Waterford Wedgwood PLC, luxury tableware manufacturer, is cutting 1,400 jobs worldwide, even nearly half of workers at its flagship crystal plant in Ireland, in part because of the weak U.S. dollar.
The Dublin-based company, which has reported five years of deepening losses and debt, said it would lay off 490 of its approximately 1,000 workers at the crystal factory in Waterford, southeast Ireland - and focus on developing the plant's status as a tourism magnet.
Waterford Wedgwood, which has a global work force of 8,000, declined to specify where it planned to cut the other 910 jobs, but said it would target "manufacturing, administration, warehousing, distribution and other operations in high-cost countries."
The company is a significant employer in England, Germany, Indonesia and the United States, where it employs about 800 people in sales, marketing and distribution.
John Foley, chief executive of the Waterford Crystal Ltd. division, broke the news to workers at the factory in Waterford, where the tradition of hand-cut crystal began more than two centuries ago. He said production "at the present scale has become untenable."
Foley cited the U.S. dollar's exceptional weakness as a key factor in slashing profits, because the United States typically accounts for half of crystal sales. But he said Ireland also had grown prohibitively expensive versus the company's increasing use of subcontractors to manufacture Waterford-brand crystal in Brazil, Germany, Hungary and Slovenia.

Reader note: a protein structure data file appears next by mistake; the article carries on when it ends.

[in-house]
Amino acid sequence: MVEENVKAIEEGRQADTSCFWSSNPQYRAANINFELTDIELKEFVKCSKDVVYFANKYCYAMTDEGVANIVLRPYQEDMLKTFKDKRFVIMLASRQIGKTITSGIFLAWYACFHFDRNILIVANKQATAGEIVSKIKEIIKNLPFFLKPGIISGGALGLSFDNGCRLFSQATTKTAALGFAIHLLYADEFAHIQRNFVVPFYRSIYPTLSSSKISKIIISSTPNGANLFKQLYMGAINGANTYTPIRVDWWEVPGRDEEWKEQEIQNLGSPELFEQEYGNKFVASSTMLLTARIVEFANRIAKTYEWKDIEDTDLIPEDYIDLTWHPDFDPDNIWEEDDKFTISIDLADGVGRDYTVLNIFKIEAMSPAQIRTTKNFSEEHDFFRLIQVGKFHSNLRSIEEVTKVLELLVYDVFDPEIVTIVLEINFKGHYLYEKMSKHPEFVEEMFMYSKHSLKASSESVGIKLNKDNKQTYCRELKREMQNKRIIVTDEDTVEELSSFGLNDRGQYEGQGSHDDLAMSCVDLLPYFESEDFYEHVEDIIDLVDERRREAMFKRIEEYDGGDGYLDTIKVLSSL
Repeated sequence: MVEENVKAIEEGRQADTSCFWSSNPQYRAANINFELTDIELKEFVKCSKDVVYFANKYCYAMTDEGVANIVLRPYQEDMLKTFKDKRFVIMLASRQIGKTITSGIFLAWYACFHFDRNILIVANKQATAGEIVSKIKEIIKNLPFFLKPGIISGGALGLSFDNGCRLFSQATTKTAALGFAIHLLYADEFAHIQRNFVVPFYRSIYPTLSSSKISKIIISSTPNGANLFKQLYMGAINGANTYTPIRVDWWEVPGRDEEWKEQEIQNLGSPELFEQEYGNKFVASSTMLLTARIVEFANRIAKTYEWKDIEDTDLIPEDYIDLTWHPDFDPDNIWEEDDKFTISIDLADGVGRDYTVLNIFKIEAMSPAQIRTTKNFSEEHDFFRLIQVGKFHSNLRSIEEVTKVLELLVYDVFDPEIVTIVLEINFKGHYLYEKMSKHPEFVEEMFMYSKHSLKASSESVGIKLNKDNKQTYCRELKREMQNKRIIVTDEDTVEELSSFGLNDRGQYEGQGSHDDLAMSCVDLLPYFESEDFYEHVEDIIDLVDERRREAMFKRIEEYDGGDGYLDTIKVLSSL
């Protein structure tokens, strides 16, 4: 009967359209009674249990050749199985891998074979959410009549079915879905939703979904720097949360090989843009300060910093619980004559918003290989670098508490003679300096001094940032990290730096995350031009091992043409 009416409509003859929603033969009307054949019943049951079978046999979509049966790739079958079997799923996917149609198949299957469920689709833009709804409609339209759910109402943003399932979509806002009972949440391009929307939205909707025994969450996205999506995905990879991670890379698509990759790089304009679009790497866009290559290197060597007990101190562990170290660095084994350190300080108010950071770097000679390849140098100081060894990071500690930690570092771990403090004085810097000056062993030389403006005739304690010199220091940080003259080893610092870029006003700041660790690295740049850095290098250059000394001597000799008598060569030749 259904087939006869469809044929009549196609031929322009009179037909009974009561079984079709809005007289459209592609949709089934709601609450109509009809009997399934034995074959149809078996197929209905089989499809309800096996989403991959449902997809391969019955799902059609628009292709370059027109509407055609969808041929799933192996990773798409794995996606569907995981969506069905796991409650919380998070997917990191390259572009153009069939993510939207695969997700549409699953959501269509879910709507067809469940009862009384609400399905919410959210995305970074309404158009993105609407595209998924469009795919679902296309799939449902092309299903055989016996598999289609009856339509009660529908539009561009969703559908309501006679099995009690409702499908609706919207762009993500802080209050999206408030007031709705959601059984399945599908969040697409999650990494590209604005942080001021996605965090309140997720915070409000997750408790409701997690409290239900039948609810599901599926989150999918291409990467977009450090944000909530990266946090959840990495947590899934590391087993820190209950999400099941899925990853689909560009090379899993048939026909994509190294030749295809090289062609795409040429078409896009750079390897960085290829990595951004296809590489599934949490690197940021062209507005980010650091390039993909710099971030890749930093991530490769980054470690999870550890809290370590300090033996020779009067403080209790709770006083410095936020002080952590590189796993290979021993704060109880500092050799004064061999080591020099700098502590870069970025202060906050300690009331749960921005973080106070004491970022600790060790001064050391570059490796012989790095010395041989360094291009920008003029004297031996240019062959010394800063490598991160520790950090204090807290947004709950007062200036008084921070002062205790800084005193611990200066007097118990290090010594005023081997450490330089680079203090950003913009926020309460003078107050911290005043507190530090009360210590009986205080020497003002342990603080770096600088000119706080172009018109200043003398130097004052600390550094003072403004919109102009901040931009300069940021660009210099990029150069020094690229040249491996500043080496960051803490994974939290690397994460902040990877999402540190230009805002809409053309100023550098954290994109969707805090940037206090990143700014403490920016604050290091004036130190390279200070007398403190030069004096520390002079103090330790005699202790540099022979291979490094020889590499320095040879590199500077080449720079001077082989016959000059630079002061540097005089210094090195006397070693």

Company directors previously have heralded their increasing shift of production to developing countries, where operations are priced in U.S. dollars rather than the euro or similarly expensive British pound.
"The only way to secure the future of the operations in Waterford is to close the parts which are uncompetitive and to outsource these activities to lower-cost environments which can meet the quality standards of the Waterford brand," Foley said.
"We intend to cease production of several lines that are loss-making and focus the factory on the production of high-quality, cost-competitive products," he said. "It is imperative that we continue to focus on our remaining cost-competitive capabilities to secure the future of manufacturing in Ireland, while continuing to monitor the value of the dollar."
The value of Waterford Wedgwood shares has plunged 95 percent since the company last reported a profit in 2002 - the same year that the dollar began its descent. In 2005, the company closed another crystal plant in Ireland and a ceramics factory in England, and cut 2,300 jobs in both countries, during its last round of cost-cutting.
That clearly has not been enough. Two weeks ago, Waterford Wedgwood reported a net loss of €57.1 million (US$83.6 million) in the April-September period, compared to a €21.1 million loss for the same period of 2006.
Sales fell 7 percent to €317.4 million (US$464.7 million) from €341.4 million. Its debts grew to €473.4 million (US$693.1 million) from €398.2 million in September 2006.
Waterford Wedgwood shares fell 4.8 percent Wednesday to 2 euro cents (2.9 U.S. cents) amid wider losses on the Irish Stock Exchange.
Foley said a key to Waterford's future profit in Ireland would be as a tourist and shopping mecca. He said the plant's production tours and crystal showroom already attract 300,000 tourists a year, and plans to build "an exciting retail and tourism experience" could double the number of visitors by 2012.
Waterford Crystal traces its lineage to a factory opened in the town in 1783, although that business failed in the 1850s. The brand was revived by a Czech immigrant to Waterford, Miroslav Havel, in 1947.